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8- APPENDIX A HISTORY OF COMMITTEE: ON DISPOSAL OF RADIOACTIVE WASTE:: ON LAND Fo 11 owing die cus ~ ions between repro ~ entative ~ of the Atomic Energy Commission and the National Academy of Sciences - National Research Council, contract number AT(30-~-1788 was signed on February 2B, 1955. The scope of the agreement was stated as follows: I. The Contractor sham furnish personnel, facilities, and equipment, and do all thigh nece`'sa~ for Me purpose of concluct~ a program of research pertinent to the methods of disposing of radio- active waste materials In geologic structures. The work shall con- sist of the fol1 owing: _~ O a. Setting up a Steering Co~sunittee of leading scientists who willprepare and arrange for conferences on disposal meffzode:; b. Conducting the conferences; Reporting to the Corurnission on the proceedings and comments of these conferences; d. Evaluating Al suggestions and research to ciate on disposal methods that involve lane] surface or under- ground sites, including the surface ~d underground water on the continents but excluding the oceans. . e. Recommending programs of research that should be carried out. The Steering Committee appointed ~ March 1955 consisted of Harry H. Hess, Chairman, John N. Adkins, John C. Frye, M. King Hubbert, Chester R.LongweD, RichardJ.Russell, end ChariesV. Theis. In the fan of 1955, Dr. LongweD resigned because of tile dif- ficulties In attending committee meetings from his location ~ California, and William E. Benson and William B. Heroy were ap- poznted. 6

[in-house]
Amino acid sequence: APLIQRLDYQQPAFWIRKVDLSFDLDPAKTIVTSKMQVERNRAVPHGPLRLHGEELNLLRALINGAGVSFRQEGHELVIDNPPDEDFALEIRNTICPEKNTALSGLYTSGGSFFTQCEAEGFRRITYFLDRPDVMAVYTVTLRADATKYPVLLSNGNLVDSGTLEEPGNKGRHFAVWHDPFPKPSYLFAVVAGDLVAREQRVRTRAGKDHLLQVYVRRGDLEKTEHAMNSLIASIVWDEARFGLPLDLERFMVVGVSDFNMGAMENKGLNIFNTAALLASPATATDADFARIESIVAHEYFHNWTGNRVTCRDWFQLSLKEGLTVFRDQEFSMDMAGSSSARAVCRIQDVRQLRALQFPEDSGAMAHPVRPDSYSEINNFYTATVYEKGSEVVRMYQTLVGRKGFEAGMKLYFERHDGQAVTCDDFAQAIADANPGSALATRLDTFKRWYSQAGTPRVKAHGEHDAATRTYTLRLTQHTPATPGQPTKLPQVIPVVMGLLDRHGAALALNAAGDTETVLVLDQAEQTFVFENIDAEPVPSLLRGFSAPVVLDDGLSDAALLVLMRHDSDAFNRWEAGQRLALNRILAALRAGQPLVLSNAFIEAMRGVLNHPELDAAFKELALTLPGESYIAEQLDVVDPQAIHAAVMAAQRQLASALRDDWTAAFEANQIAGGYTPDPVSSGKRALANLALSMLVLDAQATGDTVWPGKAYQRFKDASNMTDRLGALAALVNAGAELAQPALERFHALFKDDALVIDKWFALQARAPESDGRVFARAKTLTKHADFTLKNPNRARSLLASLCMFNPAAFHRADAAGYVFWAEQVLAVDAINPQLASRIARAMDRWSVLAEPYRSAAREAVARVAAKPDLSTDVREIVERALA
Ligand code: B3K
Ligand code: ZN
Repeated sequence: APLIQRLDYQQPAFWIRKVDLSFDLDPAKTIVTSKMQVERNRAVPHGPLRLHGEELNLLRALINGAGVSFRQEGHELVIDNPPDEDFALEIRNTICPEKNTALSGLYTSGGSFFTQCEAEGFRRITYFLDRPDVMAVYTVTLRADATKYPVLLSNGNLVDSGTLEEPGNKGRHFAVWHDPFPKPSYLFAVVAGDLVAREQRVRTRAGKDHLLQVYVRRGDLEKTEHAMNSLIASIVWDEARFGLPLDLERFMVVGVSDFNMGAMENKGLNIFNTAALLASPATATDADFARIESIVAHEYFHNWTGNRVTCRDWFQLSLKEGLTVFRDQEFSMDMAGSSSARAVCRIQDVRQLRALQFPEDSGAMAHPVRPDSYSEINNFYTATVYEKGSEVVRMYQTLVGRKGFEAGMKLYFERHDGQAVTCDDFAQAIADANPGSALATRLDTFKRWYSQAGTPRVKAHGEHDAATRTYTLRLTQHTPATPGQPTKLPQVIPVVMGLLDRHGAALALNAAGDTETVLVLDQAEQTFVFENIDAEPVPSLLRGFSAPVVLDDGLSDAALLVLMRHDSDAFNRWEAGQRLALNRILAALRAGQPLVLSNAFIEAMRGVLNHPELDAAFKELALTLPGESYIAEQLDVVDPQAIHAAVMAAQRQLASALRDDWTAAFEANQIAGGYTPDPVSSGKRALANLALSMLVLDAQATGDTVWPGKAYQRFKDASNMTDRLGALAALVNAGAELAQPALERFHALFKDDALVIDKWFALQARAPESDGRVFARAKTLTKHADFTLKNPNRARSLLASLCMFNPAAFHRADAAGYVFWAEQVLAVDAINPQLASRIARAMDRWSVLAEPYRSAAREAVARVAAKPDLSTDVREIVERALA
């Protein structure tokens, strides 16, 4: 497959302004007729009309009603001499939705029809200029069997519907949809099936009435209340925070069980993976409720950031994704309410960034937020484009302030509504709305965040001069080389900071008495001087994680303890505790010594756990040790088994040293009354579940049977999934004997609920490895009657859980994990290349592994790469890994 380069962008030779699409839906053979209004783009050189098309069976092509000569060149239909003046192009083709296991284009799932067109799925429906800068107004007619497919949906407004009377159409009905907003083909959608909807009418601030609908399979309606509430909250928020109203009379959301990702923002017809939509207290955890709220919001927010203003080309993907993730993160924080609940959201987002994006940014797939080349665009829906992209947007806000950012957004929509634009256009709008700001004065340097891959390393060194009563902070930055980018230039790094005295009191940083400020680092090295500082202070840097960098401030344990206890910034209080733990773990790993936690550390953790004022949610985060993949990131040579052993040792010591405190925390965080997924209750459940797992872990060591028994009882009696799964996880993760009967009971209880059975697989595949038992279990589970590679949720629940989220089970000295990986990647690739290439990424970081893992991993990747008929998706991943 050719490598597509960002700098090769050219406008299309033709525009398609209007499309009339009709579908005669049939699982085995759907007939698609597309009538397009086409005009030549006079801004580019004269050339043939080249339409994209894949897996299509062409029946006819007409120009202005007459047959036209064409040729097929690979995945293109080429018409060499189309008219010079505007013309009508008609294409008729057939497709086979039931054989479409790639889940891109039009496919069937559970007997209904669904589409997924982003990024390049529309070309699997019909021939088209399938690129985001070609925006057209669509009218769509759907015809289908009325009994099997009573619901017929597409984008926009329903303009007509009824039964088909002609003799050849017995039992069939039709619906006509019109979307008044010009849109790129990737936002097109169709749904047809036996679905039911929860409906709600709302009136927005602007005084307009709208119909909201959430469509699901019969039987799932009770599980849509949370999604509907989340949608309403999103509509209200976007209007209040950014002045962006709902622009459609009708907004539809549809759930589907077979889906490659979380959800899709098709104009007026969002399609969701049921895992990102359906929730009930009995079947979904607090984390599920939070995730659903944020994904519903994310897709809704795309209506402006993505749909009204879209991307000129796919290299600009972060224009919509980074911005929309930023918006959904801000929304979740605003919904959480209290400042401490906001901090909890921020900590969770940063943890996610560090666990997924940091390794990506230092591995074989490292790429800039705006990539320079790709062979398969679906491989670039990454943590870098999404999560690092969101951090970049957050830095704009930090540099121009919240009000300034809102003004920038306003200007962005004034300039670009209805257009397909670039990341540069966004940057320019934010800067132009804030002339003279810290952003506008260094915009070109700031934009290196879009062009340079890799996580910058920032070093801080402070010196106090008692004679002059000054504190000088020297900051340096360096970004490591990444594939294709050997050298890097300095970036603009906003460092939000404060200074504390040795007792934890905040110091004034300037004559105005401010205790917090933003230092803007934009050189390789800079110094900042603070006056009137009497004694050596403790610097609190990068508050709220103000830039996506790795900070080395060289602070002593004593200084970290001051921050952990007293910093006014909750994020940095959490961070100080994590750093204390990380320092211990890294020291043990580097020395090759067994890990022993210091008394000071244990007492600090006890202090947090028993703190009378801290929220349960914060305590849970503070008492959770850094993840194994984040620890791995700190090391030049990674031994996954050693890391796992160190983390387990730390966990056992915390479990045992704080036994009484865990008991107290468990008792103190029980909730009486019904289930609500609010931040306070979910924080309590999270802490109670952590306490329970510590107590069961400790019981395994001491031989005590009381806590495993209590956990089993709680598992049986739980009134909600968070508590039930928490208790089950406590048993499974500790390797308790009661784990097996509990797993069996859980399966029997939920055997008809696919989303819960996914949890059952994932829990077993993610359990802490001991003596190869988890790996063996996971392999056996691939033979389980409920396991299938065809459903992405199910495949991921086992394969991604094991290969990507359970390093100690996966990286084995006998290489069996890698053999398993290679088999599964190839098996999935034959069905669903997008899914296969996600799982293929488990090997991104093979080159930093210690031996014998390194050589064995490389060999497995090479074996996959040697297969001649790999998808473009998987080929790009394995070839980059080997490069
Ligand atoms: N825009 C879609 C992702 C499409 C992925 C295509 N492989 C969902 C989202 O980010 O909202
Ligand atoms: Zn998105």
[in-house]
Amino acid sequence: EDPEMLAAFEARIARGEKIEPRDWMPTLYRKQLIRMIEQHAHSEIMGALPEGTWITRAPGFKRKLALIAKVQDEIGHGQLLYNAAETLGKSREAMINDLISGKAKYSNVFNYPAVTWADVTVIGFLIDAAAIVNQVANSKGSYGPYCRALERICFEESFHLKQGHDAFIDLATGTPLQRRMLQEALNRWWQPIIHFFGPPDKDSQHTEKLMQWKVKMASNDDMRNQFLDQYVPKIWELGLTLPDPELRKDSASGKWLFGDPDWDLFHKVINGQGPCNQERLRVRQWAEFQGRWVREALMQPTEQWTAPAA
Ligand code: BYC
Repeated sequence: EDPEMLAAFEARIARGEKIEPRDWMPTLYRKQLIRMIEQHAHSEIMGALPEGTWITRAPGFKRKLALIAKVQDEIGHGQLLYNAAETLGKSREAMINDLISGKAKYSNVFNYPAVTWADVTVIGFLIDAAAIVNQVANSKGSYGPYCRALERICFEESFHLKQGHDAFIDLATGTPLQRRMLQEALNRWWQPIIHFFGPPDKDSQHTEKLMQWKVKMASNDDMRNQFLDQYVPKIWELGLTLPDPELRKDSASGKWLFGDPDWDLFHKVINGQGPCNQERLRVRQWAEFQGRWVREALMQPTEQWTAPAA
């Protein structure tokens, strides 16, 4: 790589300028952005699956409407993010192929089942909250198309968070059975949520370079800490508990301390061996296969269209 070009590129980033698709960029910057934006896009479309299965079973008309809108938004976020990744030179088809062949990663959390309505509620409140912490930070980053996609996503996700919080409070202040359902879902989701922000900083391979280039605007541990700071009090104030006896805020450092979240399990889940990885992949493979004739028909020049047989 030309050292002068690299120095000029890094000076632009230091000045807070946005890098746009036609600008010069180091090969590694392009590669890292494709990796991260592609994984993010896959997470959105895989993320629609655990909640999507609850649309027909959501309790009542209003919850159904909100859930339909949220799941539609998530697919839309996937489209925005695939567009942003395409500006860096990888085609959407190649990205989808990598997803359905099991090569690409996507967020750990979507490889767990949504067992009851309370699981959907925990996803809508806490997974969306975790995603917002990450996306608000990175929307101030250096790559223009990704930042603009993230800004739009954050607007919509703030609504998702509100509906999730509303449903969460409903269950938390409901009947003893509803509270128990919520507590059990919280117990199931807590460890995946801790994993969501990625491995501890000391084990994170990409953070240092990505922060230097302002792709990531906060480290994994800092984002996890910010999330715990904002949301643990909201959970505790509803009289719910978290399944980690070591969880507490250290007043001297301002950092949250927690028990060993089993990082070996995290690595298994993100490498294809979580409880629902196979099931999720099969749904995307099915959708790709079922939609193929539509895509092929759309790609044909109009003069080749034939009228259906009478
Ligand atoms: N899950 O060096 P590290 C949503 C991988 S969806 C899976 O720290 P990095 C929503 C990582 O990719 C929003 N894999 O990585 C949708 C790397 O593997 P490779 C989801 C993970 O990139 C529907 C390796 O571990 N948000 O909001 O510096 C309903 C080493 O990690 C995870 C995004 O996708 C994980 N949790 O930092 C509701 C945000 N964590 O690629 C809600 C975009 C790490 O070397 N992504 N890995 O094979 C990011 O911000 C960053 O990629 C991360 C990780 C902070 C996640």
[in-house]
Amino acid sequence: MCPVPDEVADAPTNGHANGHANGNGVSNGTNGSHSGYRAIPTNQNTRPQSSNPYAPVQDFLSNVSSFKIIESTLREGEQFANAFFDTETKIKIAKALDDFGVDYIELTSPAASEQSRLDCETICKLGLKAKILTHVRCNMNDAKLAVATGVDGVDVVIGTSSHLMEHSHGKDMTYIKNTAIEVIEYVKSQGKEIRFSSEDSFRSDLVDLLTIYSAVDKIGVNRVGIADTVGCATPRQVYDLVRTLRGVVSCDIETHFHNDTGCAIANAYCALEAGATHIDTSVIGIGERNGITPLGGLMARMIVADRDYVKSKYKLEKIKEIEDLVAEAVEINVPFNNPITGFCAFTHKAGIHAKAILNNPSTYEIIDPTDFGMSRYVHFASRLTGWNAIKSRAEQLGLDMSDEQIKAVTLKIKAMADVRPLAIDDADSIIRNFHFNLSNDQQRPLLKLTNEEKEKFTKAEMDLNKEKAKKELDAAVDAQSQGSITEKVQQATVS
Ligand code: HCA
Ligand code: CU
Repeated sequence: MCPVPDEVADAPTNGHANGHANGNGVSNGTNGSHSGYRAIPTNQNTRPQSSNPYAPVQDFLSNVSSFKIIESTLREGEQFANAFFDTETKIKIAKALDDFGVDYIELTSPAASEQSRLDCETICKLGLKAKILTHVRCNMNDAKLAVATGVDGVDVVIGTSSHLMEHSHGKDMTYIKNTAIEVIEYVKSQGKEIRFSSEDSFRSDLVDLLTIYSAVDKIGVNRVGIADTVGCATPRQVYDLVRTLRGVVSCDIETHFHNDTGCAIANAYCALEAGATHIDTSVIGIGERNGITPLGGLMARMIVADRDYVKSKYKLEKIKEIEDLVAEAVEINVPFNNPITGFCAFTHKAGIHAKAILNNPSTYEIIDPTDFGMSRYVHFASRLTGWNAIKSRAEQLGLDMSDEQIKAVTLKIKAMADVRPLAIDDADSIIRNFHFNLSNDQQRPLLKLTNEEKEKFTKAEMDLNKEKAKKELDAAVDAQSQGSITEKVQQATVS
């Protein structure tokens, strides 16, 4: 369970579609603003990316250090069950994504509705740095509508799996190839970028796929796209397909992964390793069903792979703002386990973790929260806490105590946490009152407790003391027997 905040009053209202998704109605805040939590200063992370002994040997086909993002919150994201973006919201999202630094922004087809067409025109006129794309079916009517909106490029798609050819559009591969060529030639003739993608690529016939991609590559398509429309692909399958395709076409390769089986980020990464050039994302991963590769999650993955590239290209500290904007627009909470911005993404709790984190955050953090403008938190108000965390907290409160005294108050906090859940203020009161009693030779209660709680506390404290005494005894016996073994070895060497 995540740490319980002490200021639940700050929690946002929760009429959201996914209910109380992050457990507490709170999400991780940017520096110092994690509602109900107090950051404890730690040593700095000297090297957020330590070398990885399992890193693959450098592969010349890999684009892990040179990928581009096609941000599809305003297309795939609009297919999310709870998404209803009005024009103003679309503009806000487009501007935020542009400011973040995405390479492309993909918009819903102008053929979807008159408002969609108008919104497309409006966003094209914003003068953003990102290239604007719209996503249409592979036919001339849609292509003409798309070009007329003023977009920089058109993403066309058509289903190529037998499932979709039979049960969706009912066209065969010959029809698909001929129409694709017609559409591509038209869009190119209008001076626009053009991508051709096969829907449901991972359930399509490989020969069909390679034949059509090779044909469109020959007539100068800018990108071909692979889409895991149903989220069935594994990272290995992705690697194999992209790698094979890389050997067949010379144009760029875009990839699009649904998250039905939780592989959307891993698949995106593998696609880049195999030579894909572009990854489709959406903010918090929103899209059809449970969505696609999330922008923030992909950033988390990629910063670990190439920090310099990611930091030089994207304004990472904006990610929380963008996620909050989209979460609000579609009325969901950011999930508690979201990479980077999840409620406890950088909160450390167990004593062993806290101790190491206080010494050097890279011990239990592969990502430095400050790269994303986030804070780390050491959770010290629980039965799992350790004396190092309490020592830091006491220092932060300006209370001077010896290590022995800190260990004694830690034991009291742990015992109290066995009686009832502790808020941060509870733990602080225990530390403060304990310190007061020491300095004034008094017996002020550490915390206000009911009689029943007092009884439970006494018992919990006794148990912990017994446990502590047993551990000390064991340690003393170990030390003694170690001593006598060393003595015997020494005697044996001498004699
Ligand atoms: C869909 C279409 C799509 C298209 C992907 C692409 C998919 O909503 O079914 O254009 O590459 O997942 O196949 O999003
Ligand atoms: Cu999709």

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9- At the first meeting of the Steering Committee ~ held April 15 ~ 1955, at Ames HaH of the Johns Hopkins University, seven members of the Committee met with eight members of the Sanitary Es~g~ee ring Department ~d one representati~re of the Reactor Development Divi- sion, ARC. The entire problem was described and the previous gen- eral studies of disposal reviewed: a conference had been held in August 1954 at Wood-s Hole to explore with oceanographers the possi- bility of ~i8poBai ~ the oceans, and another had been held ~ Washington in November 1954 with geologists to consider underground disport. At We November 1954 conference the following plan was pro- posed ~ticipatsug the signing of a contract with ARC: a steering committee was to secure a proper definition of the problem (~clud- lug as much tec~ologic~ cats as was possible ~ " the restrictions of security ciasaification) and conduct two conferences with the guid- ance ~d assistance of the ARC as`d Hopkins group. The first meeting would have as its objective the generation of ideas and cat~og~g of suggestione for underground disposal of wastes, and the second would be to appraise critically He ideas, documenting He advantages and disadvantages, arr~g:~g the suggestions ~ order of apparent feasi- bility, and ~dicat~ng the lines of research needed to arrive at reliable answers to the more pressing problems. The willingness of the Hopkins group to perform a~ functions for fiche Committee was stated especially as regards compiling the Unclassified te~olo~cal data. The ARC relationships were suzrunarized, Id the desira},ility of the Committee ~nsit~g Oak Ridge was discussed. The mutes of his meeting were prepared by He Hopkins group. .. During the summer of 1955 arrangements were made to hold the Brat coherence at the Graduate School of Princeton University, Princeton, N. J., on September 10-12. Participants were selected and invited, and those who accepted the imitation were sent a digest of the essential data entitled "Radioactive wastes ~ the atomic energy industry't compiled by A. B. Joseph and J. M. Morgan, Jr. ~ of the Hopkins group. The "graybook" summarized tibe info rmabon gener- ~y available up to March al, 1955 on the kinds of waste, treatment and disposal methods, and the projected magnitudes of high level wastes and their ~i8po8:~ problems. The Princeton Conference was attended by 65 persons repre- senUng many scientific and eng~neer~g disciplines, active ~ a ~rari- ety of capacities ~ universities, research institutions, private